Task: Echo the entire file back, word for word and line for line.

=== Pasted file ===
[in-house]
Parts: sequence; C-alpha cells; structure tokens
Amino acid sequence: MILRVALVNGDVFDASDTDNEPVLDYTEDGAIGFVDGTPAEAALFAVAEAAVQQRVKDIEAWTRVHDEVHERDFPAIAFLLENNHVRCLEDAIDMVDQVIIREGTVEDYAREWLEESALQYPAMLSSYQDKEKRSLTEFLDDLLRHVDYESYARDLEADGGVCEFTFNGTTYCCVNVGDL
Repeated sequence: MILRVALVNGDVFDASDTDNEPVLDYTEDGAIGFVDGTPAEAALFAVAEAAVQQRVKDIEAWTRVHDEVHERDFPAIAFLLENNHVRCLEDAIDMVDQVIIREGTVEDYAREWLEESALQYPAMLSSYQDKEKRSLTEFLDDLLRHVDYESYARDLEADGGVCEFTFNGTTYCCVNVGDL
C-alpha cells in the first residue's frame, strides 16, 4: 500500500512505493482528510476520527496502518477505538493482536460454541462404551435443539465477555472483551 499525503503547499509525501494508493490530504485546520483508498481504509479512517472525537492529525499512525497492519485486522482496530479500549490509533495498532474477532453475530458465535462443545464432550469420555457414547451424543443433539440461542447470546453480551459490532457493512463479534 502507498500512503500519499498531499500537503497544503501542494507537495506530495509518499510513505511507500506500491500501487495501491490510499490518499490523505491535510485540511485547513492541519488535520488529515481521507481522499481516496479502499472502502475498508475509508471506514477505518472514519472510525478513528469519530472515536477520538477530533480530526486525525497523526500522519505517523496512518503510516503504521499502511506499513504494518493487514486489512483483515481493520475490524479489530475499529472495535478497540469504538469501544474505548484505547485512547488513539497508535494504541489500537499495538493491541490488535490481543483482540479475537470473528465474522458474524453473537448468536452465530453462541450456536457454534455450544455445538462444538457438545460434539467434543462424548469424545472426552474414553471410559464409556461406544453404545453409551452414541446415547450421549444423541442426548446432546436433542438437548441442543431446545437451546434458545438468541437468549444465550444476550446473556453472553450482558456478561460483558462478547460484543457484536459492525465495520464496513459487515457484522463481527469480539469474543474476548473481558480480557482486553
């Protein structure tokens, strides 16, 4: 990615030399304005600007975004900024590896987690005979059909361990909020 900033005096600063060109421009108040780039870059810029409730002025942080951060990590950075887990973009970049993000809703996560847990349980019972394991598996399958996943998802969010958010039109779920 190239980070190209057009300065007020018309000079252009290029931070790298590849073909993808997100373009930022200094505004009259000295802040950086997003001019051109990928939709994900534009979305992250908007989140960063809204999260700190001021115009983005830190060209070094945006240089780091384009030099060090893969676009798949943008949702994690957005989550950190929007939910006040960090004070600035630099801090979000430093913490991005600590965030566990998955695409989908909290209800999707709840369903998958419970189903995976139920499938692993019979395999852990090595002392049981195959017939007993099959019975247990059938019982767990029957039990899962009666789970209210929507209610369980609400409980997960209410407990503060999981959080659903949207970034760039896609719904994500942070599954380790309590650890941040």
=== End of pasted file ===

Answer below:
[in-house]
Parts: sequence; C-alpha cells; structure tokens
Amino acid sequence: MILRVALVNGDVFDASDTDNEPVLDYTEDGAIGFVDGTPAEAALFAVAEAAVQQRVKDIEAWTRVHDEVHERDFPAIAFLLENNHVRCLEDAIDMVDQVIIREGTVEDYAREWLEESALQYPAMLSSYQDKEKRSLTEFLDDLLRHVDYESYARDLEADGGVCEFTFNGTTYCCVNVGDL
Repeated sequence: MILRVALVNGDVFDASDTDNEPVLDYTEDGAIGFVDGTPAEAALFAVAEAAVQQRVKDIEAWTRVHDEVHERDFPAIAFLLENNHVRCLEDAIDMVDQVIIREGTVEDYAREWLEESALQYPAMLSSYQDKEKRSLTEFLDDLLRHVDYESYARDLEADGGVCEFTFNGTTYCCVNVGDL
C-alpha cells in the first residue's frame, strides 16, 4: 500500500512505493482528510476520527496502518477505538493482536460454541462404551435443539465477555472483551 499525503503547499509525501494508493490530504485546520483508498481504509479512517472525537492529525499512525497492519485486522482496530479500549490509533495498532474477532453475530458465535462443545464432550469420555457414547451424543443433539440461542447470546453480551459490532457493512463479534 502507498500512503500519499498531499500537503497544503501542494507537495506530495509518499510513505511507500506500491500501487495501491490510499490518499490523505491535510485540511485547513492541519488535520488529515481521507481522499481516496479502499472502502475498508475509508471506514477505518472514519472510525478513528469519530472515536477520538477530533480530526486525525497523526500522519505517523496512518503510516503504521499502511506499513504494518493487514486489512483483515481493520475490524479489530475499529472495535478497540469504538469501544474505548484505547485512547488513539497508535494504541489500537499495538493491541490488535490481543483482540479475537470473528465474522458474524453473537448468536452465530453462541450456536457454534455450544455445538462444538457438545460434539467434543462424548469424545472426552474414553471410559464409556461406544453404545453409551452414541446415547450421549444423541442426548446432546436433542438437548441442543431446545437451546434458545438468541437468549444465550444476550446473556453472553450482558456478561460483558462478547460484543457484536459492525465495520464496513459487515457484522463481527469480539469474543474476548473481558480480557482486553
């Protein structure tokens, strides 16, 4: 990615030399304005600007975004900024590896987690005979059909361990909020 900033005096600063060109421009108040780039870059810029409730002025942080951060990590950075887990973009970049993000809703996560847990349980019972394991598996399958996943998802969010958010039109779920 190239980070190209057009300065007020018309000079252009290029931070790298590849073909993808997100373009930022200094505004009259000295802040950086997003001019051109990928939709994900534009979305992250908007989140960063809204999260700190001021115009983005830190060209070094945006240089780091384009030099060090893969676009798949943008949702994690957005989550950190929007939910006040960090004070600035630099801090979000430093913490991005600590965030566990998955695409989908909290209800999707709840369903998958419970189903995976139920499938692993019979395999852990090595002392049981195959017939007993099959019975247990059938019982767990029957039990899962009666789970209210929507209610369980609400409980997960209410407990503060999981959080659903949207970034760039896609719904994500942070599954380790309590650890941040």